Long before people could look upon Earth from afar,the Greeks and the Romans of antiquity had to struggle to understand the worlds size and shape. Their approaches differed: The philosophical Greeks,it has been said,measured the world by the stars; the practical,road-building Romans by milestones.
As the Greek geographer Strabo wrote at the time: Whenever we have not been able to learn by the evidence of sense,there reason points the way.
Strabos words greets visitors to a new exhibition,Measuring and Mapping Space: Geographic Knowledge in Greco-Roman Antiquity,which opened Friday at the Institute for the Study of the Ancient World.
The rarely exhibited material is on loan from the Morgan Library and Museum,the Metropolitan Museum of Art,the New York Public Library,the American Numismatic Society and the libraries at Columbia and Harvard.
Roger S Bagnall,director of the institute,an affiliate of New York University,said the exhibition crosses not only ancient borders and cultures but also modern disciplines. Our exhibitions and digital teams, he said,present a 21st-century approach to the ancient mentality concerning geographic space and how it is represented.
The show brings together more than 40 objects that provide an overview of Greco-Roman geographical thinking.
Geography is not just maps, said the guest curator,Roberta Casagrande-Kim,a scholar of classical concepts of the underworld that go back well before Dante took his journey through the nine circles of hell. There is also the cognitive side underlying mapping, she said.
Plato wrote of Socrates saying the world is very large and those who dwell between Gibraltar and the Caucasusin his memorable imagerylive in a small part of it about the sea,like frogs about a pond,and that many other people live in many other such regions.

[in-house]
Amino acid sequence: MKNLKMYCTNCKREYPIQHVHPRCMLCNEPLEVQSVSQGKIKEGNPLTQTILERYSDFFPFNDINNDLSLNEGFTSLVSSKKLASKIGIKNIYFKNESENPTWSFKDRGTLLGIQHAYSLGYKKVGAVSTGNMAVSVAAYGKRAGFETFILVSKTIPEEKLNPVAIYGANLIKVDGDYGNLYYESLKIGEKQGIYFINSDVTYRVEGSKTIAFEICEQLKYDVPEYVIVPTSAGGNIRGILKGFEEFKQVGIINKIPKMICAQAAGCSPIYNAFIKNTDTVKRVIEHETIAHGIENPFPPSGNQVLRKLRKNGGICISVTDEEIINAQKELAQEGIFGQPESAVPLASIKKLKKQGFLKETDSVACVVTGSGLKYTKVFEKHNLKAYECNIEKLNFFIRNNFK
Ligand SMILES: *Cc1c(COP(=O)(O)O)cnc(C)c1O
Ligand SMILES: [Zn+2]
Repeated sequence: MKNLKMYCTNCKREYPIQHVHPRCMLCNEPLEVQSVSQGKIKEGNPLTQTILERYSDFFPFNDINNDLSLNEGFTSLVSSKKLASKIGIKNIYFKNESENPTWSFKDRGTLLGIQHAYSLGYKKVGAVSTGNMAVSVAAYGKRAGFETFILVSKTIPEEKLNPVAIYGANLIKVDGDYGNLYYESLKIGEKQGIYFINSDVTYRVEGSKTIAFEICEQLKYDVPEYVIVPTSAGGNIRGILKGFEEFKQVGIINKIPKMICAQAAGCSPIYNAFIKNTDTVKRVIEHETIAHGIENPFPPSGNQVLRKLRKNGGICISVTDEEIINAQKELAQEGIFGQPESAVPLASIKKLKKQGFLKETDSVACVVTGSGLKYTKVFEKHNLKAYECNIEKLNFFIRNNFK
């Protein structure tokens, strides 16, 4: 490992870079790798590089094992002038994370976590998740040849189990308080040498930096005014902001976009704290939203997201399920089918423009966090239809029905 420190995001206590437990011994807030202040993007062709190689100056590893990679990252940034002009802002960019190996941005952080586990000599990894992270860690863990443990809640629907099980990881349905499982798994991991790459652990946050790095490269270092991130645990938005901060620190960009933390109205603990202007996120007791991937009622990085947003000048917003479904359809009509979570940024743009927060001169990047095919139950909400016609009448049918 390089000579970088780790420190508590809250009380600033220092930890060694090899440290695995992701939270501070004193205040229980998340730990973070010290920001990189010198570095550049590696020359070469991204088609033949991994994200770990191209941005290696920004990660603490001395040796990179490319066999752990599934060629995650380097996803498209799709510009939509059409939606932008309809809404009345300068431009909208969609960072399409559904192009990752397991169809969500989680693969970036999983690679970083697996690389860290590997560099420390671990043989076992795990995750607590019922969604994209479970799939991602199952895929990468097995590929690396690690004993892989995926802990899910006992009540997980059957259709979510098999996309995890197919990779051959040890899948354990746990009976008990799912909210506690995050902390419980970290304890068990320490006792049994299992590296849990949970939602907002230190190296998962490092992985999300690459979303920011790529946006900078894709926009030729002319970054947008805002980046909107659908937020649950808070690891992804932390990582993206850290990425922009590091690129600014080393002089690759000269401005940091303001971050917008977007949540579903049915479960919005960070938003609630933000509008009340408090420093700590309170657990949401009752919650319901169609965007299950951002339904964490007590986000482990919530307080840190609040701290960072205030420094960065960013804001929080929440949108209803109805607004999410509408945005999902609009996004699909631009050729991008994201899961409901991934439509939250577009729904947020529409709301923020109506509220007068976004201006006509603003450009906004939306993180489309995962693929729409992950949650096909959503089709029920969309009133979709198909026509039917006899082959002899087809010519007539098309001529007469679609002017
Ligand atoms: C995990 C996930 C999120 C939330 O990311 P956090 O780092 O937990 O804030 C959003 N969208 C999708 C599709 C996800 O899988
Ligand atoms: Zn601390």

An early advance was Aristotles discovery,in the latter half of the fourth century BC,that the world must be spherical. He based this on observations of lunar eclipses,and ships disappearing hull first on the horizon.
Then Eratosthenes,a librarian at Alexandria in the third century BC,employed the new geometry to measure the worlds size with simultaneous angles of the suns shadow taken at widely distant sites in Egypt. That yielded a remarkably accurate measure of Earths circumference.
Across the wall of the first gallery is projected a digital replica of the Peutinger Map,more than 22 feet long and 2 feet high,illustrating how Roman mapping was at once practical and magnificent. It charts the empires roads,cities,ports and forts from Britain to India. Sketches of trees mark forests in Germany.
The most influential of the ancient Greeks was Claudium Ptolemy,the foremost scholar at the Alexandria library in the second century AD.
Notes accompanying the exhibition point out that Ptolemys Geographia provided ample information on locations of ancient lands and cities,enabling Renaissance cartographers to prepare the first fairly modern world maps,in the Mappa mundi style. The maps were decorated with the eight classical headwinds; symbols taken from Aristotles conception of the primary elements of fire,earth,water and air.
Even Ptolemys errors were influential. Instead of sticking to Eratosthenes more accurate estimate of Earths size,Ptolemy handed down a serious underestimate that later apparently emboldened Columbus to think he could reach China or Japan. Instead,he reached what became known as the West Indies.
After 1492,there were new worlds to measure and map. Eventually,new discoveries made Greco-Roman geography obsolete. But its influence helped shape the way we still look at the world.
John Noble Wilford